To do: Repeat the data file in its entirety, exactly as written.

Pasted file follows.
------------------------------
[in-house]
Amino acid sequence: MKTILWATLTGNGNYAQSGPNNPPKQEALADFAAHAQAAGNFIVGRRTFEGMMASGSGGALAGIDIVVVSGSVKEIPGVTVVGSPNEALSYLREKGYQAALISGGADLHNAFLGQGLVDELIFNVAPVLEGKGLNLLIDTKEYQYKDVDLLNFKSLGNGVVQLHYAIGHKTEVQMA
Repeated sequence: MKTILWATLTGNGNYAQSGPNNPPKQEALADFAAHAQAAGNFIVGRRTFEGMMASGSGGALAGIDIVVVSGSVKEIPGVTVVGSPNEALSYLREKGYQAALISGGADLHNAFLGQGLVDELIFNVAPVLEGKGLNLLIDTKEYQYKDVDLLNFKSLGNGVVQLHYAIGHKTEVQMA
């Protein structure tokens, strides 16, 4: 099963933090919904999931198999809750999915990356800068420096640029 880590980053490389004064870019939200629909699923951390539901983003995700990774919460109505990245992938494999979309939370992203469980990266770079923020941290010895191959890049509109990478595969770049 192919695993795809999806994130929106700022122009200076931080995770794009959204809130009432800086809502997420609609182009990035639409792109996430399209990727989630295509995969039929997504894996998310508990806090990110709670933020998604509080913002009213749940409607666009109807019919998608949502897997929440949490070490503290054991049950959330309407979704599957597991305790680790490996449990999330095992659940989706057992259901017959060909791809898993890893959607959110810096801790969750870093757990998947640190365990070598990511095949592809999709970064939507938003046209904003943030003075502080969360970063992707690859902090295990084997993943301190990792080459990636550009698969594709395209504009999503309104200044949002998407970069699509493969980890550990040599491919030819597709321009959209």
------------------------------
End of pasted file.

[in-house]
Amino acid sequence: MKTILWATLTGNGNYAQSGPNNPPKQEALADFAAHAQAAGNFIVGRRTFEGMMASGSGGALAGIDIVVVSGSVKEIPGVTVVGSPNEALSYLREKGYQAALISGGADLHNAFLGQGLVDELIFNVAPVLEGKGLNLLIDTKEYQYKDVDLLNFKSLGNGVVQLHYAIGHKTEVQMA
Repeated sequence: MKTILWATLTGNGNYAQSGPNNPPKQEALADFAAHAQAAGNFIVGRRTFEGMMASGSGGALAGIDIVVVSGSVKEIPGVTVVGSPNEALSYLREKGYQAALISGGADLHNAFLGQGLVDELIFNVAPVLEGKGLNLLIDTKEYQYKDVDLLNFKSLGNGVVQLHYAIGHKTEVQMA
């Protein structure tokens, strides 16, 4: 099963933090919904999931198999809750999915990356800068420096640029 880590980053490389004064870019939200629909699923951390539901983003995700990774919460109505990245992938494999979309939370992203469980990266770079923020941290010895191959890049509109990478595969770049 192919695993795809999806994130929106700022122009200076931080995770794009959204809130009432800086809502997420609609182009990035639409792109996430399209990727989630295509995969039929997504894996998310508990806090990110709670933020998604509080913002009213749940409607666009109807019919998608949502897997929440949490070490503290054991049950959330309407979704599957597991305790680790490996449990999330095992659940989706057992259901017959060909791809898993890893959607959110810096801790969750870093757990998947640190365990070598990511095949592809999709970064939507938003046209904003943030003075502080969360970063992707690859902090295990084997993943301190990792080459990636550009698969594709395209504009999503309104200044949002998407970069699509493969980890550990040599491919030819597709321009959209």